And this is where I want to really set the scene for you about the challenge I’m facing with Troy and Abed this year specifically as writers.  Our first notebook topic is borrowed from the wonderful book The Writer’s Practice by John Warner.  I’m sure many of you are familiar.  Maybe you’ve even had your kids write on this topic as well:  Is a hot dog a sandwich?  (It is not, but let’s not get distracted by your insane beliefs.)  

My class erupted with a wonderful, frantic energy.  I didn’t try to maintain silence as they wrote–writing is as likely to be noisy when kids are being productive as it is to be silent.  Instead, I asked them to lean into their conversations while also capturing the essence of their disagreements in the notebook itself. After about ten minutes, I asked them to add an element of research after prompting them with some quick questions about what might help bolster their particular positions on the topic.  

By this point, for almost everyone in the classroom, my presence was entirely unnecessary.  They were already researching what the internet had to say about this topic before I suggested it.  They were already shouting (penciling?) each other down verbally and in their notebooks in a rising crescendo of excitement as the topic’s inherent silliness energized them.  Teens love this stuff.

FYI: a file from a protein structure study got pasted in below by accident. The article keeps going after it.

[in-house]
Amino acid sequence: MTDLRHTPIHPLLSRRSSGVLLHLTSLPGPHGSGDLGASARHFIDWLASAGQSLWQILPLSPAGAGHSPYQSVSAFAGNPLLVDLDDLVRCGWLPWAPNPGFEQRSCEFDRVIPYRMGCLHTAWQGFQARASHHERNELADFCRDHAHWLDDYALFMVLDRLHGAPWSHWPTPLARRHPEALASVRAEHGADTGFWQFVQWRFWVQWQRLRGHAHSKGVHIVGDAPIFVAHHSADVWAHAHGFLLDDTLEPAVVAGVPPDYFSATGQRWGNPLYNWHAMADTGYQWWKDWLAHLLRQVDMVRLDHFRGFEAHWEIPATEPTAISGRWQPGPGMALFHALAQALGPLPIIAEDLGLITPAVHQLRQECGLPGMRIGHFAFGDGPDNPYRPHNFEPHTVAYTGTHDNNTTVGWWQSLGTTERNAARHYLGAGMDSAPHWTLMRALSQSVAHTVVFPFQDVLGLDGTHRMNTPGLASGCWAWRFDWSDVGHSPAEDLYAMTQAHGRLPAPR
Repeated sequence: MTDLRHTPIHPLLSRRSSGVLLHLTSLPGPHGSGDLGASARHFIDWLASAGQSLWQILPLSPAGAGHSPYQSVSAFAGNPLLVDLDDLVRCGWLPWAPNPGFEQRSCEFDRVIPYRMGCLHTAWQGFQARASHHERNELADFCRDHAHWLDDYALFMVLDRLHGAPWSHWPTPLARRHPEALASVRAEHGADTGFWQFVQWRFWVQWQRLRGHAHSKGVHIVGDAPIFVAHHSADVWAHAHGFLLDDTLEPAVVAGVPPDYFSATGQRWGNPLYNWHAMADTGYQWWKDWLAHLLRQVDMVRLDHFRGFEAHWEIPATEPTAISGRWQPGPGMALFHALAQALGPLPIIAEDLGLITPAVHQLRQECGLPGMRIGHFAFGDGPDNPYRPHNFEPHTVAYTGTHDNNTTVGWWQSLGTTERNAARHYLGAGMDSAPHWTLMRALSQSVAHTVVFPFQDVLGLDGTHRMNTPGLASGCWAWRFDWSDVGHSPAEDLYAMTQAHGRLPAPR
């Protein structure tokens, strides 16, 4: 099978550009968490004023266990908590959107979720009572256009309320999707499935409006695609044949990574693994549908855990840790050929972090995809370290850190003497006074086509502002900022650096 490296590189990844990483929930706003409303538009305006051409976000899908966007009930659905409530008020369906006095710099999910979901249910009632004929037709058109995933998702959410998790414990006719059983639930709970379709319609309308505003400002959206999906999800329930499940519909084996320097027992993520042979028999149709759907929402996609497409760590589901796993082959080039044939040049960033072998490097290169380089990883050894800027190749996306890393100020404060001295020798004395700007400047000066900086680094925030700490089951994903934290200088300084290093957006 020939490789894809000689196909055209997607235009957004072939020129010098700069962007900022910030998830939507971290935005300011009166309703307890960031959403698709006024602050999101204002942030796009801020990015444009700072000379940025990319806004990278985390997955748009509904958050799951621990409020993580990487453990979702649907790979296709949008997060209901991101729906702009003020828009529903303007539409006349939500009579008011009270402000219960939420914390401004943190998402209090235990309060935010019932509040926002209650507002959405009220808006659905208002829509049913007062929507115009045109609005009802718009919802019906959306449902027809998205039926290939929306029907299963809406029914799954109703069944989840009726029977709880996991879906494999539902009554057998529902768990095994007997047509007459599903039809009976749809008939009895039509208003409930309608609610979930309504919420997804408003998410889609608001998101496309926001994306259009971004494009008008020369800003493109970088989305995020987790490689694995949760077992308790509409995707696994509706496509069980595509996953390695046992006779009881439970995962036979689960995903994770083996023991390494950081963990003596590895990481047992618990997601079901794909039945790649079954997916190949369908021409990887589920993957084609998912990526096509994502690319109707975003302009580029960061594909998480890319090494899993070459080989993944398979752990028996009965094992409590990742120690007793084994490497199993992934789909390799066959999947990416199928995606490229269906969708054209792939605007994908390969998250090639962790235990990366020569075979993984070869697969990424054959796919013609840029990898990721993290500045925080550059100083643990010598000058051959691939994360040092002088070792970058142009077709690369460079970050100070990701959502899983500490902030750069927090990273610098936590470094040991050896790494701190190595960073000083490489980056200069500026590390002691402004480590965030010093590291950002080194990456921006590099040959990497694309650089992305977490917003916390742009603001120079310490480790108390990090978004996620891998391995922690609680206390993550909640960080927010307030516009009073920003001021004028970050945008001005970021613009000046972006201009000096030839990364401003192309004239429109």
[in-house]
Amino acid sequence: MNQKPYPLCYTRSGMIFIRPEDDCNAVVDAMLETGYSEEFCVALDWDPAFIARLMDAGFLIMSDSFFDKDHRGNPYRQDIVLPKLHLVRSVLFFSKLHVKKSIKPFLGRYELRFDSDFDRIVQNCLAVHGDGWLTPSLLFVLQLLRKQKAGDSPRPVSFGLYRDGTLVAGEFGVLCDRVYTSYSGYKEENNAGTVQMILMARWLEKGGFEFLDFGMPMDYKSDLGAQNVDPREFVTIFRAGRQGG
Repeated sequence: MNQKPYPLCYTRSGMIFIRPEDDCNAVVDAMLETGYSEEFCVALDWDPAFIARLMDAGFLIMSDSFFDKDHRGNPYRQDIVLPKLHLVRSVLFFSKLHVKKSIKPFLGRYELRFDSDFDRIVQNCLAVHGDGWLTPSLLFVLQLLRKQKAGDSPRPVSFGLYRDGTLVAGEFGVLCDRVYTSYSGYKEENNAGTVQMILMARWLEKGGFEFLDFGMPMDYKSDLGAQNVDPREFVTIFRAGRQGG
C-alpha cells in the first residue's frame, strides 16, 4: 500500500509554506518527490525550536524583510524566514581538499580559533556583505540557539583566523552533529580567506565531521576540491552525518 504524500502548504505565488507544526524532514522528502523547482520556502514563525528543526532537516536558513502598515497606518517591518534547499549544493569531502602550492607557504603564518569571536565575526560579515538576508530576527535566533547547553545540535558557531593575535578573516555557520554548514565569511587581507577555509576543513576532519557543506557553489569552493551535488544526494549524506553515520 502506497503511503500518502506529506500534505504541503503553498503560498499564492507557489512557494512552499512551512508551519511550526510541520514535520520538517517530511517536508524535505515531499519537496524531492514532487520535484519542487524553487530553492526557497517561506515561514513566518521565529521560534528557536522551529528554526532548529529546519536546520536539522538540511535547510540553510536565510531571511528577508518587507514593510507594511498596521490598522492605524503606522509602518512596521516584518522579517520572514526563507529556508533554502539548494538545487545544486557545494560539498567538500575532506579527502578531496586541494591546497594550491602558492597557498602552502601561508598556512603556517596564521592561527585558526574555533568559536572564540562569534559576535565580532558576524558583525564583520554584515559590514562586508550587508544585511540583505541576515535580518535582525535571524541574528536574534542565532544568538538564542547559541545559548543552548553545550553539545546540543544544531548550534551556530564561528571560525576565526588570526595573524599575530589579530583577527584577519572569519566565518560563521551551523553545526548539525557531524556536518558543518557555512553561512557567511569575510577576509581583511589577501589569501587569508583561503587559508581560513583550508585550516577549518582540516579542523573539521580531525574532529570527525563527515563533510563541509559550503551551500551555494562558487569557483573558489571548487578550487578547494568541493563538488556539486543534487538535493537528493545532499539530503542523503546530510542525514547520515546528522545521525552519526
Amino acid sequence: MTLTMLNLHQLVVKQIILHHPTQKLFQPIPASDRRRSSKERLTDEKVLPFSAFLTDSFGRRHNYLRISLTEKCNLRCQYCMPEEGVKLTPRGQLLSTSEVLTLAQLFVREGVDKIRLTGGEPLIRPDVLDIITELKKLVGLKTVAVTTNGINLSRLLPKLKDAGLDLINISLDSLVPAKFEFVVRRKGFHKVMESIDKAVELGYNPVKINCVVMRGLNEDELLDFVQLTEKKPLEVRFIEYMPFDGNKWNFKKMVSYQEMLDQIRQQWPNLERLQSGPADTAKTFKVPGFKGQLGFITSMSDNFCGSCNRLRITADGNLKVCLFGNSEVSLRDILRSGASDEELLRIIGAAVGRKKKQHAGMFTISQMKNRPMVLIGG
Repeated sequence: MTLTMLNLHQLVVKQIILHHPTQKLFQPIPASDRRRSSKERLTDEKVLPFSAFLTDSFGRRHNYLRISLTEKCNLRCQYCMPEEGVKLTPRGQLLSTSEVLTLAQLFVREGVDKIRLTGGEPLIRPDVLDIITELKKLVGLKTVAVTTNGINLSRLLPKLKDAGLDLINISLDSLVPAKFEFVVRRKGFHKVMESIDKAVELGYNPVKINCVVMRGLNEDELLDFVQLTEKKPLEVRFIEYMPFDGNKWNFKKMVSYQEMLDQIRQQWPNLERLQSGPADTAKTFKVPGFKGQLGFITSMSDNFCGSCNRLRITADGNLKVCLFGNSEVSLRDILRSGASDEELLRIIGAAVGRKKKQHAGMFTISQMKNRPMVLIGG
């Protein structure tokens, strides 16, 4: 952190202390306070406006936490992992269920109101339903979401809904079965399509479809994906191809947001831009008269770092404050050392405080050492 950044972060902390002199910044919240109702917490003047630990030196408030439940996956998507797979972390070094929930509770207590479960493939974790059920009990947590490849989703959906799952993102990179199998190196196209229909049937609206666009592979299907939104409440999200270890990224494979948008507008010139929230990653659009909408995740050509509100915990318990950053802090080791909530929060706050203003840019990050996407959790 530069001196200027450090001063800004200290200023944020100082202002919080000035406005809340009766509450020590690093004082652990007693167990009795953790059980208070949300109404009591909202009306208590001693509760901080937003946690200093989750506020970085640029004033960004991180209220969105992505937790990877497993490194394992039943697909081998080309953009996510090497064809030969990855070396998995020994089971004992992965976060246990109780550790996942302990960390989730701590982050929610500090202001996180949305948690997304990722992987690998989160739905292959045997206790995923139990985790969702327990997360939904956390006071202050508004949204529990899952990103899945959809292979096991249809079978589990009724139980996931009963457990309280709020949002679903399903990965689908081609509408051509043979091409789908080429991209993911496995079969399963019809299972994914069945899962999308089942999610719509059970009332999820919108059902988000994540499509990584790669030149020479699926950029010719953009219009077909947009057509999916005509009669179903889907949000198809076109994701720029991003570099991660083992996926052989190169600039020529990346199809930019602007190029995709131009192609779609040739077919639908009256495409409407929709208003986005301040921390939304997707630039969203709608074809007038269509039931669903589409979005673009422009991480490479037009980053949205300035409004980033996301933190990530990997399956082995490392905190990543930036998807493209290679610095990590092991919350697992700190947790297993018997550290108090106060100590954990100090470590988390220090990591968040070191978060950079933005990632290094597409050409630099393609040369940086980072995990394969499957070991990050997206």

Except Troy and Abed.  Troy had stopped at “It’s a sandwich because that means any ingredient between two other ingredients.”  “I’m done” he mouthed at me across the room when I asked why he wasn’t writing more. When I went over to engage them with a bit more informal conversation about the topic, Troy and Abed turned out to have pretty much that same thought in both of their notebooks and nothing else.  I tried playfully offering some new angles and extensions (“Does that make a jelly donut a sandwich?”) but they shrugged each one off and oriented themselves away from me as much as they could in their flexible seating chairs in the hopes that I’d just go away.   

When I made the research announcement, they simply looked up the definition of sandwich and contented themselves with the fact that their whole “stuff between bread” position was more than enough and meant this particular writing assignment’s minimal criteria had been met–perhaps even exceeded–by their two sentences each.

I’m still considering my options about how to proceed.  My purpose in this post is to hopefully get you thinking about your own Troys and Abeds.  As I explore different efforts to engage them this semester (next notebook entry is tomorrow!  First revision of a notebook idea is only a week away!) I want to look not only at solutions but at root causes of their disinterest.  Most students who receive MTSS support (or any form of sustained, caring attention from the education system) tend to close the learning gap at least a little bit and generally respond quite measurably in terms of how positively they view school and, yes, writing and reading specifically.  This year I want to try and figure out what’s going on with young writers who remain unresponsive. Stay tuned and wish me luck.  


Got any great strategies for moving your most-reluctant writers?  Want to try and convince me a hot dog actually IS a sandwich (seriously, don’t).  Find us on Facebook or reach out to me directly on Twitter:  @ZigThinks !